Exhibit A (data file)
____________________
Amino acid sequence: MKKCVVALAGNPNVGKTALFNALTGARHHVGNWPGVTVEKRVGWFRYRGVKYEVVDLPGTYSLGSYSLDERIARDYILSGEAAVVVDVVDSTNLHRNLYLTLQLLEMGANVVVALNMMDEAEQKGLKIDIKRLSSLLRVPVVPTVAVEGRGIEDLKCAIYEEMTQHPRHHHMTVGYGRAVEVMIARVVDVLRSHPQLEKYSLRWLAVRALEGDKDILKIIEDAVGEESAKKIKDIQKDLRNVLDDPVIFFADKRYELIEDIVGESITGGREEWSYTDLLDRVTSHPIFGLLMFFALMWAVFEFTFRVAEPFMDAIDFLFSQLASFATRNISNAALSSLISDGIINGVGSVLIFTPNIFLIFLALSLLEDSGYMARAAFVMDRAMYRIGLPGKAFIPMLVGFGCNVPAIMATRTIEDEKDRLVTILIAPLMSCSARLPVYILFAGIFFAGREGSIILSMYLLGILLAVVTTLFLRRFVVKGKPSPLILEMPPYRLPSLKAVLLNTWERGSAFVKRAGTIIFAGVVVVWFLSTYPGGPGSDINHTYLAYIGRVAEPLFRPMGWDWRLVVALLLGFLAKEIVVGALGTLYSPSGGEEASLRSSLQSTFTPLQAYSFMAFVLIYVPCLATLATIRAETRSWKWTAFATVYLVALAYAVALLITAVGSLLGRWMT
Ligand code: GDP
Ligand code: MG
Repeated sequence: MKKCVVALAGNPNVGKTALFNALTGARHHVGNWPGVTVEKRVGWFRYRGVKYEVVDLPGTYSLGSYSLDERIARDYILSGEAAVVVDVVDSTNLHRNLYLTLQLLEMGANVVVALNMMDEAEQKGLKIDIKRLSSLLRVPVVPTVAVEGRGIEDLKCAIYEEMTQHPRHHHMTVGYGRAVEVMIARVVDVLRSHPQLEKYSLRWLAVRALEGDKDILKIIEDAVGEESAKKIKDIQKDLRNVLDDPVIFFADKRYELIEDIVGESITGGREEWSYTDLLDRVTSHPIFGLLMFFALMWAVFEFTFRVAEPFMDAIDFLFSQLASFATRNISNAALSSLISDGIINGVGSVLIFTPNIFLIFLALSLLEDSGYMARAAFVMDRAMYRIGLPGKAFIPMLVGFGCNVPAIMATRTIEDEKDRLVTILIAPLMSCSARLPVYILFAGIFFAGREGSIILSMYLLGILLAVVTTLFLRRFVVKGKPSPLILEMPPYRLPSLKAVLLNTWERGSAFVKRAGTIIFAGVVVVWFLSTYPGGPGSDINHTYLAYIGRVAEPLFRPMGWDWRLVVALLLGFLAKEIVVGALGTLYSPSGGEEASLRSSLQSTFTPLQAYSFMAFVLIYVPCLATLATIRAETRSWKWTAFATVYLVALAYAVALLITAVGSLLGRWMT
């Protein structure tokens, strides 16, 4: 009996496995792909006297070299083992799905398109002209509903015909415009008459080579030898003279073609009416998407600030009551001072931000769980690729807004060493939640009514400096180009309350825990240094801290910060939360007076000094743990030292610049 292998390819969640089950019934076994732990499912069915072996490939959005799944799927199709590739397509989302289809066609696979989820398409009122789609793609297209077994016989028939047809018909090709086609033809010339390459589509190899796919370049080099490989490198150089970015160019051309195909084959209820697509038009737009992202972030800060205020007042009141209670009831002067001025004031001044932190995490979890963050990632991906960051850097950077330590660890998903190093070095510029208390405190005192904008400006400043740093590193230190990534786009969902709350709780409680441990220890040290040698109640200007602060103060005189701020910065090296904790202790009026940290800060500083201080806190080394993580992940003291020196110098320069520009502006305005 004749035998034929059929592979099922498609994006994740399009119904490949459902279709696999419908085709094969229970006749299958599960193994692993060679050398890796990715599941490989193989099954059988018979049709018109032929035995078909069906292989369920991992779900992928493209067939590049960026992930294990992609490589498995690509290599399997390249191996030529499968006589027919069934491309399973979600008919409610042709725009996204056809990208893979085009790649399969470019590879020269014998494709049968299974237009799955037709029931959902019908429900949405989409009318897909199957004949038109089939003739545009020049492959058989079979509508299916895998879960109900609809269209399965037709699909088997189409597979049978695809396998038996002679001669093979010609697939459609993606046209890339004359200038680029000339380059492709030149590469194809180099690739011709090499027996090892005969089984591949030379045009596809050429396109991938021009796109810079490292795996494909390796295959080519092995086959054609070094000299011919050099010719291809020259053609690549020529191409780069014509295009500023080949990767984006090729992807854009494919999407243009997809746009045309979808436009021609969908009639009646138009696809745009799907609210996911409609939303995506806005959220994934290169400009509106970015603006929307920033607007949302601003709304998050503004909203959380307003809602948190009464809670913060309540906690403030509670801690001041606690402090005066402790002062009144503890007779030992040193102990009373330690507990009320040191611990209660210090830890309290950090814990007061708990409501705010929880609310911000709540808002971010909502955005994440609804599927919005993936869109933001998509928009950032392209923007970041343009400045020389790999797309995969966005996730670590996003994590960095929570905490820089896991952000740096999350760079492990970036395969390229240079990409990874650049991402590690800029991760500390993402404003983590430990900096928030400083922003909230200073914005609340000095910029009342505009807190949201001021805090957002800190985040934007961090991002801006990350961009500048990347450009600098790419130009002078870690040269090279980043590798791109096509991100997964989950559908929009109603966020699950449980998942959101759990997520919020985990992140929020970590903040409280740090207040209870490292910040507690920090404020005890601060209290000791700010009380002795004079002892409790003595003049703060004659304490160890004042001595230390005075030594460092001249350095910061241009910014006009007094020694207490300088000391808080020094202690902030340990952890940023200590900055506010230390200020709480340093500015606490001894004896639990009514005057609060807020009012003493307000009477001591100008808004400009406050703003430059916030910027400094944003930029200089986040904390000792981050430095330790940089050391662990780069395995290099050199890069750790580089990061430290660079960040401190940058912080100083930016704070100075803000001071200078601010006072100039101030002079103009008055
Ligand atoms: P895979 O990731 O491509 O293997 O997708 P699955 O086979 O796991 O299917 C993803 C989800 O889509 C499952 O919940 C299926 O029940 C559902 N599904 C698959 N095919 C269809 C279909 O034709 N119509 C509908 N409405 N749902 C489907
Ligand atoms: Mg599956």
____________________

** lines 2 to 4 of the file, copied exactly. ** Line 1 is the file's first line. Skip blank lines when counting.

Ligand code: GDP
Ligand code: MG
Repeated sequence: MKKCVVALAGNPNVGKTALFNALTGARHHVGNWPGVTVEKRVGWFRYRGVKYEVVDLPGTYSLGSYSLDERIARDYILSGEAAVVVDVVDSTNLHRNLYLTLQLLEMGANVVVALNMMDEAEQKGLKIDIKRLSSLLRVPVVPTVAVEGRGIEDLKCAIYEEMTQHPRHHHMTVGYGRAVEVMIARVVDVLRSHPQLEKYSLRWLAVRALEGDKDILKIIEDAVGEESAKKIKDIQKDLRNVLDDPVIFFADKRYELIEDIVGESITGGREEWSYTDLLDRVTSHPIFGLLMFFALMWAVFEFTFRVAEPFMDAIDFLFSQLASFATRNISNAALSSLISDGIINGVGSVLIFTPNIFLIFLALSLLEDSGYMARAAFVMDRAMYRIGLPGKAFIPMLVGFGCNVPAIMATRTIEDEKDRLVTILIAPLMSCSARLPVYILFAGIFFAGREGSIILSMYLLGILLAVVTTLFLRRFVVKGKPSPLILEMPPYRLPSLKAVLLNTWERGSAFVKRAGTIIFAGVVVVWFLSTYPGGPGSDINHTYLAYIGRVAEPLFRPMGWDWRLVVALLLGFLAKEIVVGALGTLYSPSGGEEASLRSSLQSTFTPLQAYSFMAFVLIYVPCLATLATIRAETRSWKWTAFATVYLVALAYAVALLITAVGSLLGRWMT